How to Exercise with POTS

Postural orthostatic tachycardia syndrome (POTS) can affect an individual’s cardiovascular health and quality of life if untreated. While there are no specific medications for POTS, supervised exercise guided by an Accredited Exercise Physiologist can help improve heart and blood volume, significantly alleviate symptoms and enhance overall well-being


Postural orthostatic tachycardia syndrome (POTS) is a complex medical condition characterised by a rapid increase in heart rate upon transitioning from a reclined or seated position to standing. When moving from lying down to sitting or standing, POTS leads to difficulty maintaining normal blood pressure (5)

The heart reacts to this change in posture to immediately compensate for the drop in blood pressure by increasing heart rate, an outcome referred to as “tachycardia” (heart rate over 100 beats per minute) (5)

In addition to the heart rate changes as a result of the postural change, people who have POTS will usually have smaller hearts and less blood volume compared to people without the condition (3). This affects cardiovascular health and fitness, as well as the ability to perform common daily tasks (2). POTS typically affects females of childbearing age, but men can also have the condition.


There are a number of symptoms resulting from POTS. These symptoms include:

  • Sudden change in blood pressure
  • Increased heart rate
  • Nausea
  • Dizziness
  • Anxiety
  • Sweating
  • Exercise intolerance




According to the Australian POTS Foundation, there are currently no POTS-specific medications available on the Pharmaceutical Benefits Scheme that can assist with the management of POTS (1). Not having access to medication makes living with this chronic condition more complex.

Physical activity and exercise can often exacerbate POTS symptoms, making it seem counterintuitive to use exercise to help manage POTS (4). However, exercise is an effective method in managing POTS symptoms when exercise is supervised by a specialised exercise professional such as an Accredited Exercise Physiologist.

Regular exercise leads to increased physical capacity, meaning it can assist in increasing the time it takes for symptoms to arise when being active. After 3 months of regular exercise, people with POTS benefit from an increase in the volume of the heart muscle and an increase in blood volume (4).

Additionally, research has shown that regular supervised exercise can drastically improve POTS symptoms in just 3 months (6). The symptoms can reduce so much that a person may no longer meet the criteria for having POTS. An added bonus of exercise for the management of POTS is an improvement in mental health and overall quality of life (3). Exercise can help make daily tasks more manageable and give those with POTS a powerful tool to manage their health.


When beginning exercise for the management of POTS it is recommended to begin with aerobic and strength-based exercise that focuses on the lower body (3)

Examples of suitable introductory aerobic exercises for the management of POTS include:

  • Recumbent exercise like cycling
  • Rowing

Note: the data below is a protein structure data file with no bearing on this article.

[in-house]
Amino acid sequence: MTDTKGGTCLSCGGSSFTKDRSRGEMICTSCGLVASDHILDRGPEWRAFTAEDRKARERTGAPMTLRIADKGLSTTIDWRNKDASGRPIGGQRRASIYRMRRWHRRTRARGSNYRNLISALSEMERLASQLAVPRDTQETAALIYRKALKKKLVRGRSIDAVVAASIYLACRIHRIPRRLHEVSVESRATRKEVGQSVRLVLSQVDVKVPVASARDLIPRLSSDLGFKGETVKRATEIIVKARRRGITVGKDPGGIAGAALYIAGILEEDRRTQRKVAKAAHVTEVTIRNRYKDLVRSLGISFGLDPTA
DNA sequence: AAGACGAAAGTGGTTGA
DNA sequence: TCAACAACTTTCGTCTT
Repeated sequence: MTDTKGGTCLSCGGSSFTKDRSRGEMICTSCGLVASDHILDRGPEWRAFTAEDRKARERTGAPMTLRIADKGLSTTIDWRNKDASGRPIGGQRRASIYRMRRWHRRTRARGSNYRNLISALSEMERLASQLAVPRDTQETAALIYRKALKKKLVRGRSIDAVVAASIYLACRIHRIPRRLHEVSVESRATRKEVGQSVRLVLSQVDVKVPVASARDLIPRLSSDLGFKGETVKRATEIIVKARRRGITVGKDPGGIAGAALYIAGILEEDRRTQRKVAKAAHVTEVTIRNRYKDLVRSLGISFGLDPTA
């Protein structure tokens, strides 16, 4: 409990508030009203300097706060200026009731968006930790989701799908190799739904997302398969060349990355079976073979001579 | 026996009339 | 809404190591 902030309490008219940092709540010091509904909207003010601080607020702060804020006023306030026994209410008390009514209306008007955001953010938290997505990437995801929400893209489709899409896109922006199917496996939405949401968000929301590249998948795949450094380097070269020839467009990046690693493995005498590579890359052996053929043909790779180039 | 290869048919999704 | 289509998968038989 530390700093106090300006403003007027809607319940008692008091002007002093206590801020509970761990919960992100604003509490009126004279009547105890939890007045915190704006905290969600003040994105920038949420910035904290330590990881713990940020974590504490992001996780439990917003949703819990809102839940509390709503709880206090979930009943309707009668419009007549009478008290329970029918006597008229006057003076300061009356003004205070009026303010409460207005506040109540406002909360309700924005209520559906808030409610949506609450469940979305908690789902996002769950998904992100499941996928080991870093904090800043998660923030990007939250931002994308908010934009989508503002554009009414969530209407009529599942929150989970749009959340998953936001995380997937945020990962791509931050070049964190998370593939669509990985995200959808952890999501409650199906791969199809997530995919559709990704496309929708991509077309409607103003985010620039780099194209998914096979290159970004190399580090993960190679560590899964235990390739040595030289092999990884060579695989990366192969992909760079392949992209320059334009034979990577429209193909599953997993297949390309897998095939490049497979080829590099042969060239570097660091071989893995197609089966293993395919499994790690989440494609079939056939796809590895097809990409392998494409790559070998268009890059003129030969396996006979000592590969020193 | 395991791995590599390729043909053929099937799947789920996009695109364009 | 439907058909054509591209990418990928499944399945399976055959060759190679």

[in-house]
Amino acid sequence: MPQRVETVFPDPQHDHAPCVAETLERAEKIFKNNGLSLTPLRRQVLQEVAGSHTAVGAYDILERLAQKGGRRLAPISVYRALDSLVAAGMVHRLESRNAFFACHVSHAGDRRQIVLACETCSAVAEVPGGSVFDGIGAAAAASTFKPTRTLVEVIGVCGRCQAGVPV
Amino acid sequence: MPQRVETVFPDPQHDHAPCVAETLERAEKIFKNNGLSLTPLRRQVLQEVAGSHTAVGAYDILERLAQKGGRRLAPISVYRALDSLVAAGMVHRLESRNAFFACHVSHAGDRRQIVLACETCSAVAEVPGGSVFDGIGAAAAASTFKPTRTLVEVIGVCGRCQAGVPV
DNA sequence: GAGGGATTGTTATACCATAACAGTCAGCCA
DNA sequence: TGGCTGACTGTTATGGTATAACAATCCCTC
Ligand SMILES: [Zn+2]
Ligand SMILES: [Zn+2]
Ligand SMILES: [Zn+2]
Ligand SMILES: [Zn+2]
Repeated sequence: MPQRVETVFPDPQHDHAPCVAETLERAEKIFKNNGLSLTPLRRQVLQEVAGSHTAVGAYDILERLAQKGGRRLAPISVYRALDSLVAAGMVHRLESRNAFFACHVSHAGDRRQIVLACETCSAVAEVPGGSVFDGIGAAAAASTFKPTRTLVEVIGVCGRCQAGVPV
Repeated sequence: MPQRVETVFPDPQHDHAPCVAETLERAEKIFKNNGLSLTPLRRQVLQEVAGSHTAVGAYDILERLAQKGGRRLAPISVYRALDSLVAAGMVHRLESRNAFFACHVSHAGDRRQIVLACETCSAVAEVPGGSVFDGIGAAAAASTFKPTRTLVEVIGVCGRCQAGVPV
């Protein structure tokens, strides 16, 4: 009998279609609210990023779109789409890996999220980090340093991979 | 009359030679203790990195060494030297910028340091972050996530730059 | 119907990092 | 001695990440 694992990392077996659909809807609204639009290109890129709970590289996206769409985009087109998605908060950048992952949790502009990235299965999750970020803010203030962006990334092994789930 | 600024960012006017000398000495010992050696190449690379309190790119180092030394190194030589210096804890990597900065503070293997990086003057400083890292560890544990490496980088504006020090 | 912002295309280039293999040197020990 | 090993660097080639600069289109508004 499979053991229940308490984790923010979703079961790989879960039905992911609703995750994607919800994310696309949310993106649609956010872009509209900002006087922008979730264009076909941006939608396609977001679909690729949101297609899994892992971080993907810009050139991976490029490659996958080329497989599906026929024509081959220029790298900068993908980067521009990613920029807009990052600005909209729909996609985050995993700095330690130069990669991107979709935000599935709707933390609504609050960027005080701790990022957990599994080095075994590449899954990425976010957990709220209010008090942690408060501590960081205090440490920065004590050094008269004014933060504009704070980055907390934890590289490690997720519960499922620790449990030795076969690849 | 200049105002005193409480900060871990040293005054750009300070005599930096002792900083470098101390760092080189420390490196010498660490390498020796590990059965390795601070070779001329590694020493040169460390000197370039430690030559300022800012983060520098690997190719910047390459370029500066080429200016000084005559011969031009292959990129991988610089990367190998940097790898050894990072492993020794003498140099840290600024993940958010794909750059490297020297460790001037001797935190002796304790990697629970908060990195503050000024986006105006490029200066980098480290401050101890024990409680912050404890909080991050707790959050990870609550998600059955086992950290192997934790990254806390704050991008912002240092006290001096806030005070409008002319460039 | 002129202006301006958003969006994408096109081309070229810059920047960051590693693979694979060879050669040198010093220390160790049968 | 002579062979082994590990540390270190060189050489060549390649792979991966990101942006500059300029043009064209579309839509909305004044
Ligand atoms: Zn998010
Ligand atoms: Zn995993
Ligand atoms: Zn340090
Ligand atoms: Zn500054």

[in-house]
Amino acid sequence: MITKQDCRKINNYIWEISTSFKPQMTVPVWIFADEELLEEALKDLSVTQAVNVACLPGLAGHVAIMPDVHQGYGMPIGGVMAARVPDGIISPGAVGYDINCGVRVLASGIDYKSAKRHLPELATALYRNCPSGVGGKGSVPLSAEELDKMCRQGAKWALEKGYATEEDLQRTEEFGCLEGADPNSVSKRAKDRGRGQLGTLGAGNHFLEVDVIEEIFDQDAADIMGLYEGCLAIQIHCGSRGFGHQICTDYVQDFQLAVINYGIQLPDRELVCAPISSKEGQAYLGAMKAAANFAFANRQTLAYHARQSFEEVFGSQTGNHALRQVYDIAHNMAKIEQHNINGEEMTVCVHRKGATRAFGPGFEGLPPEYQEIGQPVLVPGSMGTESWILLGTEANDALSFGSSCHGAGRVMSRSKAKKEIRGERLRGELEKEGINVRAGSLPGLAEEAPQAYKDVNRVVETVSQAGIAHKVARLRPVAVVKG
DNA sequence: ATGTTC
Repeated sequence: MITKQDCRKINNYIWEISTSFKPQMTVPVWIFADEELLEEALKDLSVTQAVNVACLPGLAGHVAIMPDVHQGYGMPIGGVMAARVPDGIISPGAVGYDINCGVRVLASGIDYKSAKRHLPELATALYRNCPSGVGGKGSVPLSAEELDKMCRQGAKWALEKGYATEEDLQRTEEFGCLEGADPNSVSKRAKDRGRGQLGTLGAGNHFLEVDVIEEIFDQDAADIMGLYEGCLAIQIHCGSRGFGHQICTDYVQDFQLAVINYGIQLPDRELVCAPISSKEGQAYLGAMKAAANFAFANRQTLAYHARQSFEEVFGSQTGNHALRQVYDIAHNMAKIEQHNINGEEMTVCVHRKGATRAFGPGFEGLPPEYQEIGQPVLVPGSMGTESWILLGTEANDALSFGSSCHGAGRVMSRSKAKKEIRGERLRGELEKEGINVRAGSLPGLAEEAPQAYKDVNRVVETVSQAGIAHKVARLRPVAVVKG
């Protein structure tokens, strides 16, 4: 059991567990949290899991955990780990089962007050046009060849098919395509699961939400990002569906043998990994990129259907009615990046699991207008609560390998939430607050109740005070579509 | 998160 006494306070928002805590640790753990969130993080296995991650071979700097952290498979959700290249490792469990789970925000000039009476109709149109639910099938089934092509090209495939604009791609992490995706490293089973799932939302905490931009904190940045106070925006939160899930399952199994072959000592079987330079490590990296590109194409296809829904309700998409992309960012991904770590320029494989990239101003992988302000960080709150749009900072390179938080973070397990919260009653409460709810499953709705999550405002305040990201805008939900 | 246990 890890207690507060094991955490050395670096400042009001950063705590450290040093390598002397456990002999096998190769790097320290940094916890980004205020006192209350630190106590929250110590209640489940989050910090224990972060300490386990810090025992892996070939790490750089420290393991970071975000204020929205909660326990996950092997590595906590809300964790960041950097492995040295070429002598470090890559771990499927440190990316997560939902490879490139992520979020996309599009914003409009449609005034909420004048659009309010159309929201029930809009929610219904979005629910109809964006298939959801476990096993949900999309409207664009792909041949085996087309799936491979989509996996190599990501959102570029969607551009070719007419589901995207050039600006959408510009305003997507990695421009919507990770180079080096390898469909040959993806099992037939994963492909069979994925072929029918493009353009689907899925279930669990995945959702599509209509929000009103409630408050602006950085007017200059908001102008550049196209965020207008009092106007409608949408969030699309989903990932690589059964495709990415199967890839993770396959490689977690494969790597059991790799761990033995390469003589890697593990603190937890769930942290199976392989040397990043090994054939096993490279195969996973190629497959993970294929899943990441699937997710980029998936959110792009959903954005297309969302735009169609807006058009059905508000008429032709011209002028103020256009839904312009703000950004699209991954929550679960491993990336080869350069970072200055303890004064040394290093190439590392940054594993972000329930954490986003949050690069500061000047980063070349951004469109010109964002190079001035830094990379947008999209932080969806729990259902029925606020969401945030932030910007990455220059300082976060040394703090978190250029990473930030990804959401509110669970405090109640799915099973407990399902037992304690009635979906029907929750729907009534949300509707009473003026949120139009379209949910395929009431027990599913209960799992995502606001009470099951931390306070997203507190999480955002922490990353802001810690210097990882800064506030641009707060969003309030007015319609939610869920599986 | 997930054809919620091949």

• Swimming for aerobic exercise

A strength training program should involve floor-based exercises as they are recommended for building muscle strength whilst limiting POTS symptoms. Suitable floor-based strength exercises to begin with include:

  • Glute bridges
  • Planks
  • Clams
  • Side-lying leg raises

Aerobic and strength training can be progressed through resistance bands, weights, and seated exercises as exercise tolerance increases.

Enlisting the expertise of an Accredited Exercise Physiologist empowers individuals to embark on a tailored fitness journey to help manage their symptoms. With their guidance, a personalised exercise regime is carefully crafted to evolve in sync with each client’s unique circumstances and goals. This approach creates a responsive exercise experience, prioritising client safety and well-being. 

Reach out to an Accredited Exercise Physiologist (AEP) to help you with a personalised exercise plan and support you on your journey with POTS. Find your closest AEP here.

Written by Kristen McCluskey. Kristen is an ESSA Accredited Exercise Physiologist at Be Physiology.




  1. Australian POTS Foundation. (2021). What is POTS? . Retrieved from   
  2. Bruce, B. K., Harrison, T. E., Bee, S. M., Luedtke, C. A., Porter, C.-B. J., Fischer, P. R., . . . Weiss, K. E. (2016). Improvement in functioning and psychological distress in adolescents with postural orthostatic tachycardia syndrome following interdisciplinary treatment. Clinical Pediatrics, 55(14), 1300-1304.
  3. Fu, Q., Levine, B. D. (2018). Exercise and non-pharmacological treatment of POTS. Autonomic Neuroscience, 215, 20-27.
  4. Fu, Q., VanGundy, T. B., Shibata, S., Auchus, R. J., Williams, G. H., & Levine, B. D. (2011). Exercise training versus propranolol in the treatment of the postural orthostatic tachycardia syndrome. Hypertension, 58(2), 167-175.
  5. Johnson, J. N., Mack, K. J., Kuntz, N. L., Brands, C. K., Porter, C. J., & Fischer, P. R. (2010). Postural orthostatic tachycardia syndrome: a clinical review. Pediatric neurology, 42(2), 77-85.
  6. Shibata, S., Fu, Q., Bivens, T. B., Hastings, J. L., Wang, W., & Levine, B. D. (2012). Short‐term exercise training improves the cardiovascular response to exercise in the postural orthostatic tachycardia syndrome. The Journal of physiology, 590(15), 3495-3505.


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